Journal article

Computational Analysis of Mesh Simplification Using Global Error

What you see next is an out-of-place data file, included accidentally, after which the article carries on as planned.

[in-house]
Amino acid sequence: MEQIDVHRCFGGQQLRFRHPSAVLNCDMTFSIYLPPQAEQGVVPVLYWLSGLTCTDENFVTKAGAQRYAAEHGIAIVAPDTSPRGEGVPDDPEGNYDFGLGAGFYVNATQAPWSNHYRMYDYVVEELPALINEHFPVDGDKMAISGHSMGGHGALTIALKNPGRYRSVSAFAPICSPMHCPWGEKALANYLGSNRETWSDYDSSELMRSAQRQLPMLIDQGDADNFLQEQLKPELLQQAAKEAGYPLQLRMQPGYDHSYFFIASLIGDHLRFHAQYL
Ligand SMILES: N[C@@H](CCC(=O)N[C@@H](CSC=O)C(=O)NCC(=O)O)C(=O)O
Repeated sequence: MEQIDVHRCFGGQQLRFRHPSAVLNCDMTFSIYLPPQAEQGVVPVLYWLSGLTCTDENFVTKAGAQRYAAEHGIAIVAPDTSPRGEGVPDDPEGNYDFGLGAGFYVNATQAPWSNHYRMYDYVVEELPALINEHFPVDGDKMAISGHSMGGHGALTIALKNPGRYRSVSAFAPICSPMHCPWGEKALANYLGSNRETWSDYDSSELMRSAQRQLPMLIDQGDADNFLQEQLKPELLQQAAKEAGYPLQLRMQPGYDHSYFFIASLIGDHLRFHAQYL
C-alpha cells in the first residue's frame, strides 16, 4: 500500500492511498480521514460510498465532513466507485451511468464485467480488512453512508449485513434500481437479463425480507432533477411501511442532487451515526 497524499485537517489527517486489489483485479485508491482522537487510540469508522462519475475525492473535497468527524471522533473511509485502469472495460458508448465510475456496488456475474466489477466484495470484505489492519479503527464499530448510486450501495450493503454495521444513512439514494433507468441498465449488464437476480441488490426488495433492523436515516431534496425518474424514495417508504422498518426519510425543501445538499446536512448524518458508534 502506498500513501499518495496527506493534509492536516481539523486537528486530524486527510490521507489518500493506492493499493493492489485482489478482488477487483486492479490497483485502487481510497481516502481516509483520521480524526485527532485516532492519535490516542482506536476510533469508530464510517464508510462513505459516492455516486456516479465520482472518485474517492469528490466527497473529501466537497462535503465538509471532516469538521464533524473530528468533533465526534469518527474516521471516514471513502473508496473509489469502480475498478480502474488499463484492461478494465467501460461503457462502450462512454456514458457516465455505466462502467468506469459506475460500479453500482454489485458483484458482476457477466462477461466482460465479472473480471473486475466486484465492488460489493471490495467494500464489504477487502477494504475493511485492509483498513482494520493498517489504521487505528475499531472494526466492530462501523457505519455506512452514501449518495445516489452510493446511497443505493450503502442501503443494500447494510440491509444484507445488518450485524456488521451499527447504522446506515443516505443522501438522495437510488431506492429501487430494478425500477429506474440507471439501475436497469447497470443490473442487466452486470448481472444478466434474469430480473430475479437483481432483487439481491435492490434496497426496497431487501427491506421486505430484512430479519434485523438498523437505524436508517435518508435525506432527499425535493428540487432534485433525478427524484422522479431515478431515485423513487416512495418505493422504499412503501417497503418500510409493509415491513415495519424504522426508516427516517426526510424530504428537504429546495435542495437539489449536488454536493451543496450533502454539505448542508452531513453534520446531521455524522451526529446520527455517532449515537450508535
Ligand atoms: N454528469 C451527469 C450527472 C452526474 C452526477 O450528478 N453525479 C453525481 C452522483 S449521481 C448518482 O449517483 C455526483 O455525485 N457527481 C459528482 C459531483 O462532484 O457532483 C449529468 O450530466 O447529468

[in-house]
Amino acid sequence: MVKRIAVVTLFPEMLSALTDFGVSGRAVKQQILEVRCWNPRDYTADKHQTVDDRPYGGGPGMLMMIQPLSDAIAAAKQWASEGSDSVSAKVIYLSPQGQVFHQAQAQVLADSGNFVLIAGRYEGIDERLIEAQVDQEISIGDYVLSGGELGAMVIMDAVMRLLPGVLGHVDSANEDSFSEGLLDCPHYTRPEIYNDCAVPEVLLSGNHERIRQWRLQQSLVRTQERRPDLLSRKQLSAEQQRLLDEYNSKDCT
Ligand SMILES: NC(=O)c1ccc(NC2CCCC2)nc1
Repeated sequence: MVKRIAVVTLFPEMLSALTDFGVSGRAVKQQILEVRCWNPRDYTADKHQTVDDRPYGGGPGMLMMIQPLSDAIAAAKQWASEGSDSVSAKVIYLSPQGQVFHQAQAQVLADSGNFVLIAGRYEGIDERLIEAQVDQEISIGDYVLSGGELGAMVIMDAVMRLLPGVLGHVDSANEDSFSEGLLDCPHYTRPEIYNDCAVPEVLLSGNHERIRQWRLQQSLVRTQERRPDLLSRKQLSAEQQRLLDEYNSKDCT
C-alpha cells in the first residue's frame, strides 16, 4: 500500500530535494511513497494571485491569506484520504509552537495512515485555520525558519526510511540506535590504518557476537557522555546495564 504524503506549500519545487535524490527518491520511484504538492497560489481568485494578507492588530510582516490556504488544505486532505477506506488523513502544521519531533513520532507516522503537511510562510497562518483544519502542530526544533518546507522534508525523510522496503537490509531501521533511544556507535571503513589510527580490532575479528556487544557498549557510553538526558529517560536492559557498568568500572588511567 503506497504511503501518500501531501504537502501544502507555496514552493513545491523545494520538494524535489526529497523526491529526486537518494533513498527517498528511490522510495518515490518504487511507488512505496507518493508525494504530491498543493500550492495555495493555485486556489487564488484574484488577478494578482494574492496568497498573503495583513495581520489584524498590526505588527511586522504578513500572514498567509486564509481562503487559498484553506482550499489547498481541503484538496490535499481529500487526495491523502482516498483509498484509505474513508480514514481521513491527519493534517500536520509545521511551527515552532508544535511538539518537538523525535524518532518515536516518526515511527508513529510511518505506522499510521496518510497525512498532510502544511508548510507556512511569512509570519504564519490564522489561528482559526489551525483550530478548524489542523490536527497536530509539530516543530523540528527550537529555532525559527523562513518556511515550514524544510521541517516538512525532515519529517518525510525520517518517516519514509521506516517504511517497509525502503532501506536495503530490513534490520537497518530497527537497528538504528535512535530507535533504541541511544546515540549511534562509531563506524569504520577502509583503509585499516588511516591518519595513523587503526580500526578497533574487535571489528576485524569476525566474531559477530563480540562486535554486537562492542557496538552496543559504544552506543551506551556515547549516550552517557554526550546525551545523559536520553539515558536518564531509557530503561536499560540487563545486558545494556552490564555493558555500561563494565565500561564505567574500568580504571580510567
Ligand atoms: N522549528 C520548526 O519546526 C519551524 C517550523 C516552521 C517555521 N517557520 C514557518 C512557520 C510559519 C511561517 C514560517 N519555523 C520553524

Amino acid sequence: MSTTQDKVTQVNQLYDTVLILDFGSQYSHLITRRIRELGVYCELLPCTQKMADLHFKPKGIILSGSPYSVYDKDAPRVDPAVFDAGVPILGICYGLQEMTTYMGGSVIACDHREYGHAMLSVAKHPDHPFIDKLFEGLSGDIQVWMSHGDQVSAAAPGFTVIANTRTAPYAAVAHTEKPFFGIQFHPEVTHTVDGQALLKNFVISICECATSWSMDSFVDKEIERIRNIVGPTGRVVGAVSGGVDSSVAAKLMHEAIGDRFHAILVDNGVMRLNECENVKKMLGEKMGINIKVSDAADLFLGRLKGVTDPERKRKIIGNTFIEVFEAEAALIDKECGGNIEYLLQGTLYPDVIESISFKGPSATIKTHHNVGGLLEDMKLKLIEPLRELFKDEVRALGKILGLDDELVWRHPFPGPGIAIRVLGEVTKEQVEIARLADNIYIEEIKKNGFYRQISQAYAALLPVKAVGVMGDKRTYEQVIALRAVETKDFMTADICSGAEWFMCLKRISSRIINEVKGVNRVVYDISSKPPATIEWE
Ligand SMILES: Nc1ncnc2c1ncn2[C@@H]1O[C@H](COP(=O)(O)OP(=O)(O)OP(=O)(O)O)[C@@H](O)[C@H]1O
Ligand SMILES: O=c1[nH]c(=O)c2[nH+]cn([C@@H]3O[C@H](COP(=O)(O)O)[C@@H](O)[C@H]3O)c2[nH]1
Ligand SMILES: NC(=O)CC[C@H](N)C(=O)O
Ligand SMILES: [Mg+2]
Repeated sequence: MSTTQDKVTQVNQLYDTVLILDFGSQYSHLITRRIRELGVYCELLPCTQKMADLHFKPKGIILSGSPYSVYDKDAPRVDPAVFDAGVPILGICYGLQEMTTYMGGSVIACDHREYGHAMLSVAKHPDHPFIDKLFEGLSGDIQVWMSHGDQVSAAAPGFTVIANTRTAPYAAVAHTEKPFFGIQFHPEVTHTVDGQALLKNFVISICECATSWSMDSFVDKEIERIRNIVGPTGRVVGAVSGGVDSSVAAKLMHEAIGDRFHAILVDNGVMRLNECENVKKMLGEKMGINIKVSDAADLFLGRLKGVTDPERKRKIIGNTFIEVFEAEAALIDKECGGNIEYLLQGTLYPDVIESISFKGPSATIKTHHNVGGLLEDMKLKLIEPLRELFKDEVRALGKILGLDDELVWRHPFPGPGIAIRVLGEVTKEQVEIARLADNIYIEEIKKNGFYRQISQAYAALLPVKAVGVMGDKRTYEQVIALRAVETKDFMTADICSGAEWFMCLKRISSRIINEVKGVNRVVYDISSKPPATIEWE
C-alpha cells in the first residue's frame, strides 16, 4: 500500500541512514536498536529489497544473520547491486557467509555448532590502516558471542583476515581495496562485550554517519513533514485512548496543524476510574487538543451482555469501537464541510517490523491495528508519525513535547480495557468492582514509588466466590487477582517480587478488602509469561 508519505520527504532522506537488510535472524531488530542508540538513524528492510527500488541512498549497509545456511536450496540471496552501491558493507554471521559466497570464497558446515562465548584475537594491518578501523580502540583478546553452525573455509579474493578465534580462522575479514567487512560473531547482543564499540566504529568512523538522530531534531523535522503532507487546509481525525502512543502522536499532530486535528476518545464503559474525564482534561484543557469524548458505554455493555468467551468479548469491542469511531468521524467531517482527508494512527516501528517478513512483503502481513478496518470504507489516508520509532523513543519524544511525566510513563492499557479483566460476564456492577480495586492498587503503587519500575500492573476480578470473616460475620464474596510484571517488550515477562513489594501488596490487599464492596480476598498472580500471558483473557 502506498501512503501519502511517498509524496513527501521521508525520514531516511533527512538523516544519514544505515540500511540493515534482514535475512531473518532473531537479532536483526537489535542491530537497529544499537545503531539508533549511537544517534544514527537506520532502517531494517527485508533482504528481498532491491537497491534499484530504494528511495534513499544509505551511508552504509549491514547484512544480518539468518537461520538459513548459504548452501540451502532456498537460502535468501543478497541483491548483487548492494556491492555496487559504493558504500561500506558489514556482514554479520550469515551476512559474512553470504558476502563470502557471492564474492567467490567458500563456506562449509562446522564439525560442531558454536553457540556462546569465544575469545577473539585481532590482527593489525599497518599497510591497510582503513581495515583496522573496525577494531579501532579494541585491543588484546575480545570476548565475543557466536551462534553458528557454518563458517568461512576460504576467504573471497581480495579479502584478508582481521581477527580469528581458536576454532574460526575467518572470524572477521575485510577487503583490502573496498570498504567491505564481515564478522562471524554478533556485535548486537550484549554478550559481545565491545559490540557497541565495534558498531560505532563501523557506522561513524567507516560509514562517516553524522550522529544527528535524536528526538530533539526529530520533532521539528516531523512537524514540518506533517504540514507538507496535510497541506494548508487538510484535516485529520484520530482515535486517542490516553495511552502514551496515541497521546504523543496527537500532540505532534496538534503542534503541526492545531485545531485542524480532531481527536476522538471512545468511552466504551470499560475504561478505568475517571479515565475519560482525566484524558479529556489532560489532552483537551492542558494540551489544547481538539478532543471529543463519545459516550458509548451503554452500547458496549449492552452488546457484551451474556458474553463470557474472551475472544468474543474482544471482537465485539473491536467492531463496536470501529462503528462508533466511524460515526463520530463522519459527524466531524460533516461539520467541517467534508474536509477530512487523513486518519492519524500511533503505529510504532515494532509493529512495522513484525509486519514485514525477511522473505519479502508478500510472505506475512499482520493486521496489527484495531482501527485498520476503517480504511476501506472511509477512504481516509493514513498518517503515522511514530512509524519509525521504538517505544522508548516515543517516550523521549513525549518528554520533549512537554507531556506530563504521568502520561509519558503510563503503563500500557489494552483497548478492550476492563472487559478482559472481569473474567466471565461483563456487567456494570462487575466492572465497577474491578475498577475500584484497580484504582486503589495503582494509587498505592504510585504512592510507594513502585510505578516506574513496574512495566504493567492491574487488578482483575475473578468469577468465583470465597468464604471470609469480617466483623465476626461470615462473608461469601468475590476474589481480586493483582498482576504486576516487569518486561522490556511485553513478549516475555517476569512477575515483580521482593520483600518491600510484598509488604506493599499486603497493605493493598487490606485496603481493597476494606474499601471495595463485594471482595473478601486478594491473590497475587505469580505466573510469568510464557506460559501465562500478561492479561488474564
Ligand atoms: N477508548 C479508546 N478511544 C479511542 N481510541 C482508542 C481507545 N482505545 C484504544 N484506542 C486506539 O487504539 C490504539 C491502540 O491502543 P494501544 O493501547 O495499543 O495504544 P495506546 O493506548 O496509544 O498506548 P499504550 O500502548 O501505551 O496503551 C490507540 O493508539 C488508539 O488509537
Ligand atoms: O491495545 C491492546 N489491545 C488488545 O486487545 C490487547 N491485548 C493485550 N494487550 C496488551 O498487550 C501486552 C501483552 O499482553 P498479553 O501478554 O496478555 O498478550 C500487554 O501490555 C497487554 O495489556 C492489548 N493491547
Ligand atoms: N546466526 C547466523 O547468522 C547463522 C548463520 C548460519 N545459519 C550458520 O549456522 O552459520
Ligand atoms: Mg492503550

Meshes with (recursive) subdivision connectivity, such as subdivision surfaces, are increasingly popular in computer graphics. They present several advantages over their Delaunay-type based counterparts, e.g., Triangulated Irregular Networks (TINs), such as efficient processing, compact storage and numerical robustness. A mesh having subdivision connectivity can be described using a tree structure and recent work exploits this inherent hierarchy in applications such as progressive terrain visualization, surface compression and transmission. We propose a hierarchical, fine to coarse (i.e., using vertex decimation) algorithm to reduce the number of vertices in meshes whose connectivity is based on quadrilateral quadrisection (e.g., subdivision surfaces obtained from Catmull–Clark or 4-8 subdivision rules). Our method is derived from optimal tree pruning algorithms used in modeling of adaptive quantizers for compression. The main advantage of our method is that it allows control of the global error of the approximation, whereas previous methods are based on local error heuristics only. We present a set of operations allowing the use of global error and use them to build an O(nlogn) simplification algorithm transforming an input mesh of n vertices into a multiresolution hierarchy. Note that a single approximation having k<n vertices is obtained in linear running time. We show that, without using these operations, mesh simplification using global error has O(n2) computational complexity in the RAM model. Our approach uses a generalized vertex decimation method which allows for choosing the optimal vertex in the rate-distortion sense. Additionally, our algorithm can also be applied to other types of subdivision connectivity such as triangular quadrisection, e.g., obtained from Loop subdivision.

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